Foundation Wealth partner James Pelmore on the basics of building your family’s wealth
Sound investment discipline is an extremely effective way to build wealth, but life’s complexities can distract us from our intended investment policy and strategy. Therein lies the rub—what is keeping you from better investment results? It likely isn’t investment choices or fees.
James Pelmore, a partner with Foundation Wealth Partners, references five points he believes are essential for portfolios to thrive in good and bad times.
“It is imperative that clients have realistic and shared expectations to prevail during times of uncertainty,” he says. “Many investors become unnerved by volatility and panic, the result being counterproductive actions such as selling low and buying high.”
Pelmore’s first point is to work with a professional advisor, one with a fiduciary duty to you. A professional advisor communicates that volatility is inevitable and takes action in response to volatile times—such as rebalancing one’s portfolio (sell high, buy low).”
Pelmore’s second point is to embrace volatility. “Most clients are inexperienced investors who wrongly assess market volatility as a risk of losing money—which inhibits their investment exposure,” he says. “In a diversified portfolio, some holdings have substantial volatility, but these are not speculative investments risking it all; they just jump around, making higher returns over time.”
“The stock market is the only store that’s empty during a 50 percent off sale. A portfolio manager, working to an Investment Policy Statement will maintain a disciplined investment strategy through the whipsaw of market volatility.”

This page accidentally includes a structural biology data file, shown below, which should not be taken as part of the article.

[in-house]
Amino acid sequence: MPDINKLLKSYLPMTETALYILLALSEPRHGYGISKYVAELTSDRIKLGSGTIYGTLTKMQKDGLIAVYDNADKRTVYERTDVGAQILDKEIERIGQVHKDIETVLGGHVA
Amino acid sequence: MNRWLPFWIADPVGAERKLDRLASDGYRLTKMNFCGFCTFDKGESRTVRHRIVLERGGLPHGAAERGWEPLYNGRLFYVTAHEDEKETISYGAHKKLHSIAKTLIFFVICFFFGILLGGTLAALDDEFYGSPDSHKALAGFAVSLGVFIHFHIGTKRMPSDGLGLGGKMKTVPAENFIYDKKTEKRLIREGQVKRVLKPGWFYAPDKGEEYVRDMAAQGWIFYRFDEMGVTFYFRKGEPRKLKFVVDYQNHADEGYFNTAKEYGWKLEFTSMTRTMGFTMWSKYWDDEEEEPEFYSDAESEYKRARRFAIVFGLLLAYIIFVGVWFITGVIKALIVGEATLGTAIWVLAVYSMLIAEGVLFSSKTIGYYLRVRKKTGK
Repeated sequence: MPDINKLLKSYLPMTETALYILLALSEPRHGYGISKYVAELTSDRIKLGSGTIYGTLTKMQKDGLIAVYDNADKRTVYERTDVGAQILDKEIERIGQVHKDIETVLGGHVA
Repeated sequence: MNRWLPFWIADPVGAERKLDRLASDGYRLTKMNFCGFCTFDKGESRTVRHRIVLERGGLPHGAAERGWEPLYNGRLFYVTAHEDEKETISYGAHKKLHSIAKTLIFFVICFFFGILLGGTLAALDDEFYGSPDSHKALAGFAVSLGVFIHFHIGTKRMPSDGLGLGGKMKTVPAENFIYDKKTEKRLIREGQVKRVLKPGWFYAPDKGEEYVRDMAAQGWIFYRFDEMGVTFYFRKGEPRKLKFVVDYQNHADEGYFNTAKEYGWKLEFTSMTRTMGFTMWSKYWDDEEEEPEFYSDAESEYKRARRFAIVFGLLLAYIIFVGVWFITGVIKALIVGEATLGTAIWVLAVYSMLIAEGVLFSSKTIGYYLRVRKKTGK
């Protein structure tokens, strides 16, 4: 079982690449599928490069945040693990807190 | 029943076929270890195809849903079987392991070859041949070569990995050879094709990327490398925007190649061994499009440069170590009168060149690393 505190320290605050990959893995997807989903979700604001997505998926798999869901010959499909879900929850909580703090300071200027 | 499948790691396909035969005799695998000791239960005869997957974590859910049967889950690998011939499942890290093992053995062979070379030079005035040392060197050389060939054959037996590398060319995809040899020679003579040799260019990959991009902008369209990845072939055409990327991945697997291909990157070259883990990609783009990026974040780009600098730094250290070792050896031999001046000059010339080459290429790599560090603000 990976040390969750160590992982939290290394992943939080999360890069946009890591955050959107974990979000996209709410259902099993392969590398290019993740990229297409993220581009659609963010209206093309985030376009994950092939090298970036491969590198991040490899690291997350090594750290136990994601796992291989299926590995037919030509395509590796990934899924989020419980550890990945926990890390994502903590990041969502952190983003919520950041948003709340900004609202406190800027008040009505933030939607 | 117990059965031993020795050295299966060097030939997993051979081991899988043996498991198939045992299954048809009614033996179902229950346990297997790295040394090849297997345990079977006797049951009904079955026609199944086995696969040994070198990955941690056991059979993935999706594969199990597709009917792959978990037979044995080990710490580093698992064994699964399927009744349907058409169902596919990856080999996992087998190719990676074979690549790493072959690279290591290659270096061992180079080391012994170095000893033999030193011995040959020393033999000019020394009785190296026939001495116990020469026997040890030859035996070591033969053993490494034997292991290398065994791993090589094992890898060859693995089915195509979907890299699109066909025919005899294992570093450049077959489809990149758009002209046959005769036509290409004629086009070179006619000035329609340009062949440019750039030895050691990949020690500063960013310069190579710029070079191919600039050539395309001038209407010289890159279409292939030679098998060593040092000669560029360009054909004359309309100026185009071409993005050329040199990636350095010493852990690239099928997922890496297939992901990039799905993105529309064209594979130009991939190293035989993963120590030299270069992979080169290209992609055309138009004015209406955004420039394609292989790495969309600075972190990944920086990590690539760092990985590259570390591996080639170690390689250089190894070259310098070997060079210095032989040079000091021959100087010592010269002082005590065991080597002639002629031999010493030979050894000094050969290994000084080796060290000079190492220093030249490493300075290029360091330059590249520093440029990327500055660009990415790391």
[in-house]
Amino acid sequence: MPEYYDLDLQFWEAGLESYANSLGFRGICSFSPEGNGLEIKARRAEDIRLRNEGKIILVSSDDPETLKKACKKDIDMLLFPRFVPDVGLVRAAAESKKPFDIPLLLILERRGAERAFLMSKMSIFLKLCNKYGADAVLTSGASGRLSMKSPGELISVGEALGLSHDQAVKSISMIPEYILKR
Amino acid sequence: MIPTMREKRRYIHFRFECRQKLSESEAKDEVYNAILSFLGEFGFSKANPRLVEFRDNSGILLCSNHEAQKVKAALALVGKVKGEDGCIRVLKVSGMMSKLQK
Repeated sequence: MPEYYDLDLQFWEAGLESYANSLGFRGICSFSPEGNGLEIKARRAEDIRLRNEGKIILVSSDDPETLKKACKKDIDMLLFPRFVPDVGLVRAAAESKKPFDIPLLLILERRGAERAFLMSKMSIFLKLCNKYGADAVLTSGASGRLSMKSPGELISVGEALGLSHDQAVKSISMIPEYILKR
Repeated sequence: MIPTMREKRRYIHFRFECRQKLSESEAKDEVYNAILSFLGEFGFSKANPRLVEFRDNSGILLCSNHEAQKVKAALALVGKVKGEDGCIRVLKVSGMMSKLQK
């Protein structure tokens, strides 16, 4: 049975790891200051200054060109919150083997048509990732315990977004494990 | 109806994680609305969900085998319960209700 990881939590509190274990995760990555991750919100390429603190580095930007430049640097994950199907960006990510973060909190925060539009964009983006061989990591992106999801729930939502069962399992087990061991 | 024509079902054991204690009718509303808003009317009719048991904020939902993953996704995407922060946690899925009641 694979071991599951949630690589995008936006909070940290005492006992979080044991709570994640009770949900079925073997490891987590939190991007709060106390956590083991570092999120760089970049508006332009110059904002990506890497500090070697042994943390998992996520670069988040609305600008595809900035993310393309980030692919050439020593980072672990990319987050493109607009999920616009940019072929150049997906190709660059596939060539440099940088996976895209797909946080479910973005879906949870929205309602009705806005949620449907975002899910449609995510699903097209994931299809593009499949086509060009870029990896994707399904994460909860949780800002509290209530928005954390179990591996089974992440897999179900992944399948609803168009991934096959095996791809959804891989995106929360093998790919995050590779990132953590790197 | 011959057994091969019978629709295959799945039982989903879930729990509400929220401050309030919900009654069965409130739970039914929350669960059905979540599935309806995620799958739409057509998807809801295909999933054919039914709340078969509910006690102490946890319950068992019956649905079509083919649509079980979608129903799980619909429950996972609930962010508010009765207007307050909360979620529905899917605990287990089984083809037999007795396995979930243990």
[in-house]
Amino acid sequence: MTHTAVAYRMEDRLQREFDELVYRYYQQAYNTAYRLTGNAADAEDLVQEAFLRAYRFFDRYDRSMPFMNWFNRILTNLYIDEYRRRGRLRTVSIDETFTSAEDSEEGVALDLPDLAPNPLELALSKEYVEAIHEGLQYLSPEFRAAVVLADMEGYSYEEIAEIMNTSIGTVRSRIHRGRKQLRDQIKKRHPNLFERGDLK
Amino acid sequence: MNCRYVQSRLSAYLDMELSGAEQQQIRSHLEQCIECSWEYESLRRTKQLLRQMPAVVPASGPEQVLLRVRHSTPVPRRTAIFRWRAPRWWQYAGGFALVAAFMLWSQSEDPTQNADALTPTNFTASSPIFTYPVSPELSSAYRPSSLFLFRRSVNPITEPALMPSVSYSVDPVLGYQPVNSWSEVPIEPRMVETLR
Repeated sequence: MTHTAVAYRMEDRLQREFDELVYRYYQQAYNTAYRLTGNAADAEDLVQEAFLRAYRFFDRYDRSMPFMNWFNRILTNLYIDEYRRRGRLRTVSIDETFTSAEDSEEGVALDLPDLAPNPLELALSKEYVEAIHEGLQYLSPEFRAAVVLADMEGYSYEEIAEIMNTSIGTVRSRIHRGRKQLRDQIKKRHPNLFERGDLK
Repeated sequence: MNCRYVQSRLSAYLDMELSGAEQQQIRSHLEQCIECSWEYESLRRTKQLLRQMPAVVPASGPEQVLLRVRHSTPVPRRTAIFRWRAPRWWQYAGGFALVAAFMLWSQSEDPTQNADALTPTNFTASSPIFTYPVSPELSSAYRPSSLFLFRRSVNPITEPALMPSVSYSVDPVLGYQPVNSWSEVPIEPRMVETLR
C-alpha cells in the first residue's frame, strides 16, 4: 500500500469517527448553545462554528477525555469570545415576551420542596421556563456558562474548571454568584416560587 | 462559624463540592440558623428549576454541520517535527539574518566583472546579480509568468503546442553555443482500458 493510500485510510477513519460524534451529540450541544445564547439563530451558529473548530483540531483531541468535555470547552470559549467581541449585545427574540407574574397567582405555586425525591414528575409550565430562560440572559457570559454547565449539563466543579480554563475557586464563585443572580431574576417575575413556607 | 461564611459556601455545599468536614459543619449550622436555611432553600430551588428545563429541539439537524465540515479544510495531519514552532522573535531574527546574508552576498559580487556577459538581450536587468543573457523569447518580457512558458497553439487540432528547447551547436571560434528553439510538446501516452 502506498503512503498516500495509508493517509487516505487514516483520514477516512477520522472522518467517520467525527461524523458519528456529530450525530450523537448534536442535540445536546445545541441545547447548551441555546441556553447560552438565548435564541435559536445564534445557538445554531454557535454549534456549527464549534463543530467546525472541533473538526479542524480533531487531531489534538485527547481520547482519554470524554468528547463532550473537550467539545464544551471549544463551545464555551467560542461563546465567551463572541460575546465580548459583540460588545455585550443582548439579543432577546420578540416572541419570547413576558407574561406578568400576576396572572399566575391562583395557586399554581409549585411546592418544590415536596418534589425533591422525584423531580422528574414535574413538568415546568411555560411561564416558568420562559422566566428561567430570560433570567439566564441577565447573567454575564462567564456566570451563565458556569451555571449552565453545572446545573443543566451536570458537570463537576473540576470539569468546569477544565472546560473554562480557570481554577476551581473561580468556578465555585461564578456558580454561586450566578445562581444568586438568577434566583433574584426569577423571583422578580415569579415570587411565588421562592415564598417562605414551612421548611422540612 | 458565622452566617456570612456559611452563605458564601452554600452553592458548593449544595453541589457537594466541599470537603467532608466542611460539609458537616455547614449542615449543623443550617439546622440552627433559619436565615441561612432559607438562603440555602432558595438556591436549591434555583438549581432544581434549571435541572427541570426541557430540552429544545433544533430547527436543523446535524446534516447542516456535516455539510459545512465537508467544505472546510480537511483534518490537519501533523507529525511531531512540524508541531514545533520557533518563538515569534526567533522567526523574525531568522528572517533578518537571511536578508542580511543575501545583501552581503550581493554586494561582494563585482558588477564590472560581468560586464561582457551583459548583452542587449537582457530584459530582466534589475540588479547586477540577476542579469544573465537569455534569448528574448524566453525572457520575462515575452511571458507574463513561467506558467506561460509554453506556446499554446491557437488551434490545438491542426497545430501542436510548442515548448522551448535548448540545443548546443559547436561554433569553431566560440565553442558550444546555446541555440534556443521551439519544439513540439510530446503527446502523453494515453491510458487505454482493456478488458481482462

The third point concerns external influences. “Most investors don’t consider the impact inflation and taxes have on their investment returns, but they must,” says Pelmore. Interest, dividends and capital gains are taxed differently. “Shelter interest income and create tax-efficient portfolios for the balance of investments to improve after-tax returns,” he advises.
Pelmore’s fourth point involves “the race to the bottom in fees.” Money continues to move from managed funds to lower-fee index funds. “We like index funds; we use them. The problem is do-it-yourself investors making bad decisions. People don’t practice self-dentistry because results are immediate and painful, but not with DIY investing. That takes time and a market correction to experience self-inflicted, high-impact suffering.
“The price of good advice is never free. We earn our money in bad markets—managing client expectations, imposing investment discipline and remaining calm.” This begins with a process, one that leads to a trusted relationship and shared investment experience.
The fifth point is to develop a personal, trusted relationship with your financial advisor and check in with them before making important financial decisions. For James, much of the joy in his work is from helping transition the governance and ownership of many family businesses to the next generation, along with family holdings and investments.
“The role of a Family Enterprise Advisor is purposeful and complex. We engage with a family’s other professional advisors in a multi-disciplinary approach. Transparency, accountability, communication, knowledge, truth and wisdom guide our relationships.”
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